News broke today that Lumosity — the company behind all those brain-training games that are supposed to make you smarter — had to fork over £1.36 million for being 99% bullshit and 1% cutesy commercials. Coincidentally, a team of Israeli scientists announced that “emotion training” might be possible.
Based on recent experimental results, researchers at Ben-Gurion University of the Negev think that they might be able to come up with a way to train people to better regulate their emotions. The paper just appeared in NeuroImage. That’s par for the course with new papers, but they also released an accompanying list of caveats tempering their findings. Lumosity’s current troubles might be one reason why.
The experiment was pretty cut and dried. Subjects were healthy people who were asked to complete a simple task, noting whether an arrow pointed to the right or to the left, while ignoring other arrows around it. Some of the subjects went through a version the test that had 80% incongruent trials—trials in which the arrow they had to focus on and the arrow they had to ignore were not pointing the same direction, thus requiring more mental work. The other subjects went through a version that had only 20% incongruent trials.
Later, each member of the group hopped in an fMRI and worked on another task—one which involved ignoring emotionally upsetting photos.
The group subjected to the high-intensity 80% incongruent task showed less activity in their amygdala during the emotionally reactive task. The amygdala is the area of the brain associated with negative emotions. The high-intensity group also showed more connection between the amygdala and a part of the frontal cortex associated with emotional control.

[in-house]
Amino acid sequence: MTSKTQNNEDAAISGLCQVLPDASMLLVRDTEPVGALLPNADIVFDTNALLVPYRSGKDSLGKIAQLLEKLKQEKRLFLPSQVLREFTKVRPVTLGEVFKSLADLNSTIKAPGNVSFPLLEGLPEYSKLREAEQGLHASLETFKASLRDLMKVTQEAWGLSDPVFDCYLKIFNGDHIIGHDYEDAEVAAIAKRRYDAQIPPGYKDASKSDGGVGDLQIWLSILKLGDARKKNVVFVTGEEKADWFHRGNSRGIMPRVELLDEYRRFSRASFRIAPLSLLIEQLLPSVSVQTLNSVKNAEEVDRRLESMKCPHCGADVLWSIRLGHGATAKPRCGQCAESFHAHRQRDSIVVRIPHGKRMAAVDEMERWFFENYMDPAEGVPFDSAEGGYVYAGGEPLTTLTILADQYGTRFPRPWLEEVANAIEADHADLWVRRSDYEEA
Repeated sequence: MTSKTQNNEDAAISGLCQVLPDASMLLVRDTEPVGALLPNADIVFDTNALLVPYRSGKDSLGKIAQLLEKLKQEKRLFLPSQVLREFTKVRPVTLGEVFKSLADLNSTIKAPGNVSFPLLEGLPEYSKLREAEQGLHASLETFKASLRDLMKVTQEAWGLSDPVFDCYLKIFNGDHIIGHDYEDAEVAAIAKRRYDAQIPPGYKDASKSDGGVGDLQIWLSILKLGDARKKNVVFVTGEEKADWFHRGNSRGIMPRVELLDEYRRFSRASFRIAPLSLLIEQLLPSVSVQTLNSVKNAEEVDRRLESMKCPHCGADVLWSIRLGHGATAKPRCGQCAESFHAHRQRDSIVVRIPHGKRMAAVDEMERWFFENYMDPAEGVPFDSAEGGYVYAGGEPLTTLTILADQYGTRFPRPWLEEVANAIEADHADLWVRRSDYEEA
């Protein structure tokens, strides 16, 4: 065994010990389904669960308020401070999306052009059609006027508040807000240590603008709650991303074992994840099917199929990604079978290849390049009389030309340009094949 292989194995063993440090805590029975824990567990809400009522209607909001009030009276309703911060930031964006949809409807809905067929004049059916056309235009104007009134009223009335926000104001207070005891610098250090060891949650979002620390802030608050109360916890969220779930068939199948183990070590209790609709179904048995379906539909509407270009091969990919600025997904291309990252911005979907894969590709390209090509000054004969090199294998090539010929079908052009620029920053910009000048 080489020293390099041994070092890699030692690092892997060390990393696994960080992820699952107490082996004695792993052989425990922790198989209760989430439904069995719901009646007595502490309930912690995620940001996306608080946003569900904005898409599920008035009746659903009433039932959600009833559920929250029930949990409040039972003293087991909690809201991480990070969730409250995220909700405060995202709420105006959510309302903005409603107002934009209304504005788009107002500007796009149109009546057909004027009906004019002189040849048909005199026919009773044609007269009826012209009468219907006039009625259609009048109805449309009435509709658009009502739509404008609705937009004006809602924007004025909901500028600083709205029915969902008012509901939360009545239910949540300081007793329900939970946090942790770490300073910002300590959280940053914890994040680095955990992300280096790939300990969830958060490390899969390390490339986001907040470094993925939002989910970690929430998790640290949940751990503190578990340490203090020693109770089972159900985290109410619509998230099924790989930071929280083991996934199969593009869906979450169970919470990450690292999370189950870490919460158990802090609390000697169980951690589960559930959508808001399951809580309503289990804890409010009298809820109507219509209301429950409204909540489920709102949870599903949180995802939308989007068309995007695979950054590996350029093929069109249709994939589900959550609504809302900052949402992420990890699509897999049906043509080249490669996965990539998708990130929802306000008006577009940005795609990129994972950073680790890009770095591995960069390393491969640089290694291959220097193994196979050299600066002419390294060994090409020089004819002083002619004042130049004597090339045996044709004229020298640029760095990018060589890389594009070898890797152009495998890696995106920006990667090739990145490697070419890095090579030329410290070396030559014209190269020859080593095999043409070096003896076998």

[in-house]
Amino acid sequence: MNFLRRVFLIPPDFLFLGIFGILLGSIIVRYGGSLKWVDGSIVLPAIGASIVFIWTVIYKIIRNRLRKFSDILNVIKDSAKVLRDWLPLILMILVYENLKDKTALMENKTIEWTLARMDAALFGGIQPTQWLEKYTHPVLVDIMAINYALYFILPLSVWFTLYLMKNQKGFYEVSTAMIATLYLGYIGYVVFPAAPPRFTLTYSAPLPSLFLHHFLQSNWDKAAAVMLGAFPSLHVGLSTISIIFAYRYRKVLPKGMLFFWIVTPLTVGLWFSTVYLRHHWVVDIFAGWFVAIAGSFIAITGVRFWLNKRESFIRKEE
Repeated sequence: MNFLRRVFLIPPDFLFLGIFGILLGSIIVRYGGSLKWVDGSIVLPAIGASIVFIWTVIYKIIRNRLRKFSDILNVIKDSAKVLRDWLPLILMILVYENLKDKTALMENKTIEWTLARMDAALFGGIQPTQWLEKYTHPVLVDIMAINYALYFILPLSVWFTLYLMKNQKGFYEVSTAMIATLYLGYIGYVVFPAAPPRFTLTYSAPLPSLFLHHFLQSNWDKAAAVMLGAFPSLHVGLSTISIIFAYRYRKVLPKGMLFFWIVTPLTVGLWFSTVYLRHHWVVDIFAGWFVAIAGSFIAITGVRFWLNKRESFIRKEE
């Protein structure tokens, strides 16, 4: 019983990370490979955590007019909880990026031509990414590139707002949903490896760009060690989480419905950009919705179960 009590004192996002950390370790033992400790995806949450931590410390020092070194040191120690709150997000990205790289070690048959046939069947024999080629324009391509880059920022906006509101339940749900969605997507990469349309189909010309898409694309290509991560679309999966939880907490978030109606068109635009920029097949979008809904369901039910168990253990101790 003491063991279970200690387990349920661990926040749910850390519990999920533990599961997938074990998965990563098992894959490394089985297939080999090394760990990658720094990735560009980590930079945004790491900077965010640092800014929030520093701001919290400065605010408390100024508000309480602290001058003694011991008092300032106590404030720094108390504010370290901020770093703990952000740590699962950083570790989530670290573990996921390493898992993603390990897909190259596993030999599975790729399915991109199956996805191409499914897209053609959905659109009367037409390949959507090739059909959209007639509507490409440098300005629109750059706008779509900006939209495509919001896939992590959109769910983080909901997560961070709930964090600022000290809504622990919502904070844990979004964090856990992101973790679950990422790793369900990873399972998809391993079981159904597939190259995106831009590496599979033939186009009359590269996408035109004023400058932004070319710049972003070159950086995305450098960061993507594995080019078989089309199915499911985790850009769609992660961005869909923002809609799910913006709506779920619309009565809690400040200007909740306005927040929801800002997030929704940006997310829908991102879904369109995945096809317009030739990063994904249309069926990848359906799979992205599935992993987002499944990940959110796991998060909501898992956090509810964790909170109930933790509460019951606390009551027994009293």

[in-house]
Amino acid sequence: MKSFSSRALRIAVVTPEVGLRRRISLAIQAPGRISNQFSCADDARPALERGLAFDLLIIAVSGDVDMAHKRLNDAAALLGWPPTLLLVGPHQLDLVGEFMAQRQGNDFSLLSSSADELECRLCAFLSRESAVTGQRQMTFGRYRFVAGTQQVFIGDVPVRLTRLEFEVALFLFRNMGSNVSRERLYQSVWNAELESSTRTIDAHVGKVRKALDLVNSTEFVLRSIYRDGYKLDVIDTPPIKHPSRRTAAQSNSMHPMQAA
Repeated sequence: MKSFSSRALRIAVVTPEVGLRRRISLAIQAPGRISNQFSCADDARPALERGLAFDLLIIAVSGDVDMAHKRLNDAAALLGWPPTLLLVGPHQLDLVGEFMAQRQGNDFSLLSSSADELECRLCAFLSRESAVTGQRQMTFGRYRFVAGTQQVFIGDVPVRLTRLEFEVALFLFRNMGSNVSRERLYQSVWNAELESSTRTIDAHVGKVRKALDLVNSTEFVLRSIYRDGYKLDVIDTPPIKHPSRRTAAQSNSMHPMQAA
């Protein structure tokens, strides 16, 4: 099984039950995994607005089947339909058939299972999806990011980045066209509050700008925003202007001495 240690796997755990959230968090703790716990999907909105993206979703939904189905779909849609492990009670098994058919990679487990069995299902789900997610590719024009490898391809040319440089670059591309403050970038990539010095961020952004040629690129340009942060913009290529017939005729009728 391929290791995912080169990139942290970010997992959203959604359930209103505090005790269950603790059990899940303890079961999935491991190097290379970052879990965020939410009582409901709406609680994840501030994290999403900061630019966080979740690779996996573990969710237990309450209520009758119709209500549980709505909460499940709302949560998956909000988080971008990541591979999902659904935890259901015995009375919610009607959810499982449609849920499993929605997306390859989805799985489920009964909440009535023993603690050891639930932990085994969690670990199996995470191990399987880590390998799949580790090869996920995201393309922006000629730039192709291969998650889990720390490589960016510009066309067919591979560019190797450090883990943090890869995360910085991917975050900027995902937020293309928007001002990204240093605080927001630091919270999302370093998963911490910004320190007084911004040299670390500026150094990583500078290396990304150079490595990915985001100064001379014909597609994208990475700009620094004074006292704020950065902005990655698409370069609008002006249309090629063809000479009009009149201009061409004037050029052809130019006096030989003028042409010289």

This is significant because, high-intensity as the training was, it had nothing to do with emotion. The people involved were only looking at arrows. This indicates that it might be possible to help people with anxiety, depression, and other psychiatric conditions through simple, unemotional games that let them guide their thoughts away from distracting stimuli.
The key word is “if.” The researchers were keen to stress the limitations of the experiment. The first two are listed in the abstract: “These effects were observed only following multiple-session training and not following one training session. In addition, they were not observed for participants exposed to low-frequent EC training (20% incongruent trials).” So this is intended to be a regular practice, and not a quick fix.
In the press release, Noga Cohen, the study’s principal investigator, notes that their findings could lead to therapy for people with “emotional dysregulation,” but emphasized that the study was limited to a fairly small number of healthy participants. It also focused primarily on short-term effects of the training. We’re guessing that they emphasised these caveats to lessen the chance the research will be co-opted by a start-up commercial site offering to improve peoples’ emotional health through the “science of neuroplasticity.”
Over the course of a few years, brain training went from promising avenue of research, to big business, to notorious rip-off. This wasn’t the fault of scientists who studied brain training as a way to combat neurodegenerative diseases, but it’s understandable that researchers have become more cautious. Nobody wants to see their work defined by a commercial promising to cure people’s depression in a way that “feels like games.” So the current watchword, when announcing discoveries like this, seems to be “caution.”
Which is great. We hope that this research pans out, and that people with depression or anxiety can get the help they need from experts.